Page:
How Adversity Leads to Success Some of the world's greatest entrepreneurs succeeded, not in spite of the challenges they faced, but because of it.

By Steve Tobak

entrepreneur daily

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One of the biggest problems I see among the entrepreneurial crowd, especially the younger generation, is their overwhelming obsession for whatever feels good. Ironically, that's exactly the opposite of what creates successful businesses and leaders.

How you handle adversity, challenge, and competition plays an enormous role in determining how things turn out for you in life. If you try to avoid those factors I guarantee you won't be happy about the outcome. The business world will chew you up and spit you out. Sorry to be so blunt, but that is the truth.

This is nothing new. It's fundamental to all living things and deeply rooted in the basics of biology, namely natural selection and survival of the fittest.

Here's a great example. I live on a mountain range that borders Silicon Valley. The area known as Hawk's Hill is named after the many red-tail hawks that live here. These are beautiful creatures. They're carnivorous predators that mate for life and don't seem to mind being around humans one bit.

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I often watch them protect their territory in aerial dogfights with invading black crows. High winds are frequent here and it's not uncommon to see them soar high into the sky on warm air currents or use their enormous wingspans to fly against powerful winds exceeding 50 mph.

The prevalence of these raptors all across North America is largely a result of how well the species has adapted to adversity, challenge, and competition in its ecosystem. They've adapted well to human incursion by using remaining trees for nesting, manmade polls for perch-hunting, and deforestation to more easily sight their prey.

Red-tail hawks haven't just survived adverse conditions; they've thrived in them. And that's why they've been so successful.

Likewise, some of the greatest and richest entrepreneurs in the world started with nothing and built their empires using the skills, drive, and street smarts they acquired growing up under adverse conditions to face all sorts of tough challenges and come out on top.

Softbank's Masayoshi Son – the richest man in Japan – comes to mind. He's a fierce competitor who grew up in poverty and somehow managed to defy the odds and build a telecommunications and Internet giant that's now the 86th largest company in the world by market capitalization. Now he's going up against AT&T and Verizon as chairman of Sprint, which Softbank acquired a controlling interest in two years ago.

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Son was actually an early investor in Alibaba, the ecommerce giant founded by former English teacher Jack Ma in his apartment in Hanzhou, China. Like Son, Ma started with nothing, faced enormous obstacles, and still managed to create Alibaba with 17 friends and their combined wealth of $60,000. Today, Ma is the richest man in China and Alibaba is worth more than Oracle, Disney, Coca-Cola, AT&T and Amazon.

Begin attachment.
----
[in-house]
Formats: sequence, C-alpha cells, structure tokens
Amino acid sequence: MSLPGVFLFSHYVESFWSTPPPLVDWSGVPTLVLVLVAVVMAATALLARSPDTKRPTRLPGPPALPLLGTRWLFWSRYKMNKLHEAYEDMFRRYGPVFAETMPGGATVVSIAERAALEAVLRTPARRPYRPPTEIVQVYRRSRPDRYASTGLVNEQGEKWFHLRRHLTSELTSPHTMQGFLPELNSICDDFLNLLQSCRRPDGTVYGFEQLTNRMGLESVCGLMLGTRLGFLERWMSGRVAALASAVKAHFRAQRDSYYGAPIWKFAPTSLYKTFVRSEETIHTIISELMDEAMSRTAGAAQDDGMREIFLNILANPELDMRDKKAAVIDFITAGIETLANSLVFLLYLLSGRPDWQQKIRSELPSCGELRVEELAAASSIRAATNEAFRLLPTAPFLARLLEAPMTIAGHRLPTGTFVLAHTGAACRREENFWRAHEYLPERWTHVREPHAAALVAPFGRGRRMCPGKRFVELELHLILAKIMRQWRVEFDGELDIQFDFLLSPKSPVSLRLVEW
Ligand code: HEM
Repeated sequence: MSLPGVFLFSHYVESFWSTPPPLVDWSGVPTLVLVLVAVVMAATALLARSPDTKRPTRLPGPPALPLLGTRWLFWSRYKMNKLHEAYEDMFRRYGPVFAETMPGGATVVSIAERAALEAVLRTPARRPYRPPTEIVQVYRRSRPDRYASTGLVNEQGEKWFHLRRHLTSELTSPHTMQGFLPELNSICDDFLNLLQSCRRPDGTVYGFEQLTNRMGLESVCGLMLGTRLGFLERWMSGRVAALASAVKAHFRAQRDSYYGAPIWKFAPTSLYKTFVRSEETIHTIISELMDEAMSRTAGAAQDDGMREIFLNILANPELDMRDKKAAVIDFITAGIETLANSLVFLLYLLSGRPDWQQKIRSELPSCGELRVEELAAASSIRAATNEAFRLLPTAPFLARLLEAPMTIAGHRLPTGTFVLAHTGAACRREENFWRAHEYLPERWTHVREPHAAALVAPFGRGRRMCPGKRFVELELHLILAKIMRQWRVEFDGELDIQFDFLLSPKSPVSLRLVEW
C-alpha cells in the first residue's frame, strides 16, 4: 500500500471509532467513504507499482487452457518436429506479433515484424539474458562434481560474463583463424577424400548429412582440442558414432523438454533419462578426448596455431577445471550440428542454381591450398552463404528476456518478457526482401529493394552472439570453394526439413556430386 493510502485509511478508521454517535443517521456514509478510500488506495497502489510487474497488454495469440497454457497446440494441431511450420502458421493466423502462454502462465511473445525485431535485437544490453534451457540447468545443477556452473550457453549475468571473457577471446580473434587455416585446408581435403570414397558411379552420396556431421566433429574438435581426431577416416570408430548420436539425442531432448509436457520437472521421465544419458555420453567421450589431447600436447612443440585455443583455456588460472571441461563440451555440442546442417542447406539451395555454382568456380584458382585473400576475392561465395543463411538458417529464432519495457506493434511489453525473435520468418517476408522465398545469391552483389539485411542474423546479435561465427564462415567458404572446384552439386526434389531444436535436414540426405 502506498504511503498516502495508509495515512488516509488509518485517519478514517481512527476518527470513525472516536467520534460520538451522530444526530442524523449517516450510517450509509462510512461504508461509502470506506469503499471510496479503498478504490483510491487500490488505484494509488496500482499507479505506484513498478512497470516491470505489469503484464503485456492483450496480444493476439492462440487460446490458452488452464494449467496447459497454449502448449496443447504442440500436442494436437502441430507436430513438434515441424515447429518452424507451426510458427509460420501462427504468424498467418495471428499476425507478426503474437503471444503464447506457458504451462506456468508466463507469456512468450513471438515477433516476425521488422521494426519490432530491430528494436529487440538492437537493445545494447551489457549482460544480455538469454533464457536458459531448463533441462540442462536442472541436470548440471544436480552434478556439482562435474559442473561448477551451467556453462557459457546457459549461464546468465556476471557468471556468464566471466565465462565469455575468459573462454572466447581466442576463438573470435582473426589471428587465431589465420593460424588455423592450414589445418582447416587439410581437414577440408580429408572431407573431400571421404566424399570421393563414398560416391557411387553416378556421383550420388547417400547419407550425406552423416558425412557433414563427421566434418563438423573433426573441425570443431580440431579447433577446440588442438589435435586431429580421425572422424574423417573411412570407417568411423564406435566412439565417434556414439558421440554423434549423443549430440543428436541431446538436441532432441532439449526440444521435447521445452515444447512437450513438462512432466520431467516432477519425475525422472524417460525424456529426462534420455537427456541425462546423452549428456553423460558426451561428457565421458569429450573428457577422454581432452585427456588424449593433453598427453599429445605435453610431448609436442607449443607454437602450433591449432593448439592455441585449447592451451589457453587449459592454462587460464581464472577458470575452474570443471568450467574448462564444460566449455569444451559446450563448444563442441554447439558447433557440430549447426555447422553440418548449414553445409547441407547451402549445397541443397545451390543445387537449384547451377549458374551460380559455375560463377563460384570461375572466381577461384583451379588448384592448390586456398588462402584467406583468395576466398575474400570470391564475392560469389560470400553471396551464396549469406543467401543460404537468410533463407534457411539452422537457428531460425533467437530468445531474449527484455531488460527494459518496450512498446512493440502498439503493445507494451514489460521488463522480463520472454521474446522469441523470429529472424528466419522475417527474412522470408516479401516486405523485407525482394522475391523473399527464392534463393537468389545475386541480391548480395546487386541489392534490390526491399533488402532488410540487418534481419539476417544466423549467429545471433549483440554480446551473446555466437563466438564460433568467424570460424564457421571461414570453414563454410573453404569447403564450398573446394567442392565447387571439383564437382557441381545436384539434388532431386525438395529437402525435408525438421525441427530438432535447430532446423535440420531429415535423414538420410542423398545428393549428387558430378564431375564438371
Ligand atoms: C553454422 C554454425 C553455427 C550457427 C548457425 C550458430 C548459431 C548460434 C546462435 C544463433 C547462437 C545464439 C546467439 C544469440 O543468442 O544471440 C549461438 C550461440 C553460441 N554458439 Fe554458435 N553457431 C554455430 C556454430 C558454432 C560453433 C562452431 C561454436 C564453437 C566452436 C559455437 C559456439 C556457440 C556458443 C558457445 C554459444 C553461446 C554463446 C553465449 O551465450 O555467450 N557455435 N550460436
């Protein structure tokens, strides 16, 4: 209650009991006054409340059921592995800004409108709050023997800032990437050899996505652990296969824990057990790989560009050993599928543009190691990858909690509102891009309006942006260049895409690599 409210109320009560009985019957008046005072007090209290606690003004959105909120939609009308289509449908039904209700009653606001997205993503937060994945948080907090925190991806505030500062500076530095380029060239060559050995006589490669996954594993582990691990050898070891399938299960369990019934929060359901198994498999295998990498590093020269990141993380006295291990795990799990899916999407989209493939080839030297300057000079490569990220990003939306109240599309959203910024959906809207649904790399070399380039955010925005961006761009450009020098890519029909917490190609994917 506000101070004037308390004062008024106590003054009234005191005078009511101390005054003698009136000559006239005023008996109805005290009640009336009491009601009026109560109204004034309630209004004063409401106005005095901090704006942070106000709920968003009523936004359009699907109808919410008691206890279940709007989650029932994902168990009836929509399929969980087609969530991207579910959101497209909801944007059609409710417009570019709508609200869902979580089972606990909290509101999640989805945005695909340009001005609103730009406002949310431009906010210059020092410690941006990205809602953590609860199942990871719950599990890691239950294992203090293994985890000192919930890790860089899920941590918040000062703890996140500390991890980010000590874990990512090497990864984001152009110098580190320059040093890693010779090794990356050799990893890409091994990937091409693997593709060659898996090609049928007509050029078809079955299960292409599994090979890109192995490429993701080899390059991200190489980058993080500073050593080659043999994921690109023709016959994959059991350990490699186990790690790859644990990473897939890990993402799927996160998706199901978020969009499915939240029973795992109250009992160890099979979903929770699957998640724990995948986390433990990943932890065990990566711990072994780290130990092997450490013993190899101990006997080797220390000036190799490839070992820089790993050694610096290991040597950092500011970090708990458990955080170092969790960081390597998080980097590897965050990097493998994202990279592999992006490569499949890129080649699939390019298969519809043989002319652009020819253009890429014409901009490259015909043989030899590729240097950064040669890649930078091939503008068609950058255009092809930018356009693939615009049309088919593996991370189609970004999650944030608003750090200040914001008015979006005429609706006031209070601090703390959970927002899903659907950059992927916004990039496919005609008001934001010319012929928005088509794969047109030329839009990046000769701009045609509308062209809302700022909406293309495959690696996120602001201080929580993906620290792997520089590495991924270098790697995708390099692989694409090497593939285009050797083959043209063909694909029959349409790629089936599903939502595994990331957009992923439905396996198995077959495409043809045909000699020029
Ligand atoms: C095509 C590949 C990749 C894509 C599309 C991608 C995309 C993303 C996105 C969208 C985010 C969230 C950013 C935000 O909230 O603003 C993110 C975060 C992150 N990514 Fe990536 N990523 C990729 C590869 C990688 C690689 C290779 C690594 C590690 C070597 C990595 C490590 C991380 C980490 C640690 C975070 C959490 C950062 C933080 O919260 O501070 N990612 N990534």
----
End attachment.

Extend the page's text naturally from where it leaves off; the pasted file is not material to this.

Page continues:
While Ma was wondering how to unlock the small business potential of a billion Chinese people, 22-year old Travis Kalanick and a few friends dropped out of UCLA to start their first company, Scour.

A copyright-infringement suit forced Scour into bankruptcy but Kalanick was undeterred. He co-founded Red Swoosh and sold it six years later for $19 million. In 2009, the uber-competitive entrepreneur co-founded Uber, which is now the second-most-valuable venture-backed firm on Earth. Kalanick is worth an estimated $5 billion.

Not to put myself in the same class, but I grew up in a tiny rent-controlled apartment. My dad was a postal worker who barely finished high school and my mom, a bank clerk, didn't even get that far in school. Yet, I survived the mean streets of Brooklyn, found my way to the high-tech industry, and became a successful senior executive.

The one thing we all had in common is that none of this stuff came easy and the only reason we did as well as we did is because we had the guts, determination, and stick-with-it-ness to keep fighting and never give in to hardship. Make no mistake: we didn't succeed in spite of the challenges we faced. We succeeded because of it.

Related: The True Meaning of 'Entrepreneur'

Steve Tobak

Author of Real Leaders Don't Follow

Steve Tobak is a management consultant, columnist, former senior executive, and author of Real Leaders Don’t Follow: Being Extraordinary in the Age of the Entrepreneur (Entrepreneur Press, October 2015). Tobak runs Silicon Valley-based Invisor Consulting and blogs at, where you can contact him and learn more.

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